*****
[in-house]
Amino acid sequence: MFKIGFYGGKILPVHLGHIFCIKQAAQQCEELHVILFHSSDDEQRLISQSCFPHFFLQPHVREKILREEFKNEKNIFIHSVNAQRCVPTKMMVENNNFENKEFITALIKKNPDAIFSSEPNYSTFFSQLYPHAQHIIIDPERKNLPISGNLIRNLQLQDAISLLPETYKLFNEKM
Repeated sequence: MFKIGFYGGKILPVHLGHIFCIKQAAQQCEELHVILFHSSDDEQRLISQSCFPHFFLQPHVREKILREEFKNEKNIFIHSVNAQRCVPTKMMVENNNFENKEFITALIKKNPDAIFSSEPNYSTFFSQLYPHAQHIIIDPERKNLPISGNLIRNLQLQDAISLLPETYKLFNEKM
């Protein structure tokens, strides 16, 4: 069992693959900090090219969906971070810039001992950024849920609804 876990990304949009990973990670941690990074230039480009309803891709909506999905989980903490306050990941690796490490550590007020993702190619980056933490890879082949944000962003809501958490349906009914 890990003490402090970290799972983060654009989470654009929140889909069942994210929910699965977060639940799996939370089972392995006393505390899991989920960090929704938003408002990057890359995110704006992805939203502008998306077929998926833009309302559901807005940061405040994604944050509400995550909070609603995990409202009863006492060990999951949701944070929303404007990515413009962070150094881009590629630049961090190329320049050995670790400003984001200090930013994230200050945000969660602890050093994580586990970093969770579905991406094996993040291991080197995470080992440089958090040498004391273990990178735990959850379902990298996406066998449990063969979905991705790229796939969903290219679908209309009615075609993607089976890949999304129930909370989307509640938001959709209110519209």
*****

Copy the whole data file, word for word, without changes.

[in-house]
Amino acid sequence: MFKIGFYGGKILPVHLGHIFCIKQAAQQCEELHVILFHSSDDEQRLISQSCFPHFFLQPHVREKILREEFKNEKNIFIHSVNAQRCVPTKMMVENNNFENKEFITALIKKNPDAIFSSEPNYSTFFSQLYPHAQHIIIDPERKNLPISGNLIRNLQLQDAISLLPETYKLFNEKM
Repeated sequence: MFKIGFYGGKILPVHLGHIFCIKQAAQQCEELHVILFHSSDDEQRLISQSCFPHFFLQPHVREKILREEFKNEKNIFIHSVNAQRCVPTKMMVENNNFENKEFITALIKKNPDAIFSSEPNYSTFFSQLYPHAQHIIIDPERKNLPISGNLIRNLQLQDAISLLPETYKLFNEKM
């Protein structure tokens, strides 16, 4: 069992693959900090090219969906971070810039001992950024849920609804 876990990304949009990973990670941690990074230039480009309803891709909506999905989980903490306050990941690796490490550590007020993702190619980056933490890879082949944000962003809501958490349906009914 890990003490402090970290799972983060654009989470654009929140889909069942994210929910699965977060639940799996939370089972392995006393505390899991989920960090929704938003408002990057890359995110704006992805939203502008998306077929998926833009309302559901807005940061405040994604944050509400995550909070609603995990409202009863006492060990999951949701944070929303404007990515413009962070150094881009590629630049961090190329320049050995670790400003984001200090930013994230200050945000969660602890050093994580586990970093969770579905991406094996993040291991080197995470080992440089958090040498004391273990990178735990959850379902990298996406066998449990063969979905991705790229796939969903290219679908209309009615075609993607089976890949999304129930909370989307509640938001959709209110519209």